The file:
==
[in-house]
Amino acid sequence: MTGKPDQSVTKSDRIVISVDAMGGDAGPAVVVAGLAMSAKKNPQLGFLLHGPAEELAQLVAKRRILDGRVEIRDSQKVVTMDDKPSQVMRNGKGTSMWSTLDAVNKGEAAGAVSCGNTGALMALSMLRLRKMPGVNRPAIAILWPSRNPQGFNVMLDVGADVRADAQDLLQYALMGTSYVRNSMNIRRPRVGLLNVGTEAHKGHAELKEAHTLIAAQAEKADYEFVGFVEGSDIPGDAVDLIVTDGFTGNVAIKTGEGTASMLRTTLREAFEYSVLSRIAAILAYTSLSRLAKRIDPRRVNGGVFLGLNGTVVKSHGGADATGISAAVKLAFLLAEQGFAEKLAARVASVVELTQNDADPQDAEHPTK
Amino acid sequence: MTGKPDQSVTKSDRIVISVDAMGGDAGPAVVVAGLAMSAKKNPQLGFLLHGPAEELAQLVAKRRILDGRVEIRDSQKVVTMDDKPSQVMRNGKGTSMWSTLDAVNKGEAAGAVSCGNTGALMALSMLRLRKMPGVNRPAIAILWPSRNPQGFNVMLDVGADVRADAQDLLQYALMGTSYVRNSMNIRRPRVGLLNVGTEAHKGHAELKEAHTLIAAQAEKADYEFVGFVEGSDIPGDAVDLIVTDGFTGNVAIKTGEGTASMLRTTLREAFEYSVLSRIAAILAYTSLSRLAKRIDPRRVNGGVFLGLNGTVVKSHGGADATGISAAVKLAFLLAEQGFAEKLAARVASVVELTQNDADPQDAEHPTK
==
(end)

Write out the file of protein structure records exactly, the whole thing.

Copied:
[in-house]
Amino acid sequence: MTGKPDQSVTKSDRIVISVDAMGGDAGPAVVVAGLAMSAKKNPQLGFLLHGPAEELAQLVAKRRILDGRVEIRDSQKVVTMDDKPSQVMRNGKGTSMWSTLDAVNKGEAAGAVSCGNTGALMALSMLRLRKMPGVNRPAIAILWPSRNPQGFNVMLDVGADVRADAQDLLQYALMGTSYVRNSMNIRRPRVGLLNVGTEAHKGHAELKEAHTLIAAQAEKADYEFVGFVEGSDIPGDAVDLIVTDGFTGNVAIKTGEGTASMLRTTLREAFEYSVLSRIAAILAYTSLSRLAKRIDPRRVNGGVFLGLNGTVVKSHGGADATGISAAVKLAFLLAEQGFAEKLAARVASVVELTQNDADPQDAEHPTK
Amino acid sequence: MTGKPDQSVTKSDRIVISVDAMGGDAGPAVVVAGLAMSAKKNPQLGFLLHGPAEELAQLVAKRRILDGRVEIRDSQKVVTMDDKPSQVMRNGKGTSMWSTLDAVNKGEAAGAVSCGNTGALMALSMLRLRKMPGVNRPAIAILWPSRNPQGFNVMLDVGADVRADAQDLLQYALMGTSYVRNSMNIRRPRVGLLNVGTEAHKGHAELKEAHTLIAAQAEKADYEFVGFVEGSDIPGDAVDLIVTDGFTGNVAIKTGEGTASMLRTTLREAFEYSVLSRIAAILAYTSLSRLAKRIDPRRVNGGVFLGLNGTVVKSHGGADATGISAAVKLAFLLAEQGFAEKLAARVASVVELTQNDADPQDAEHPTK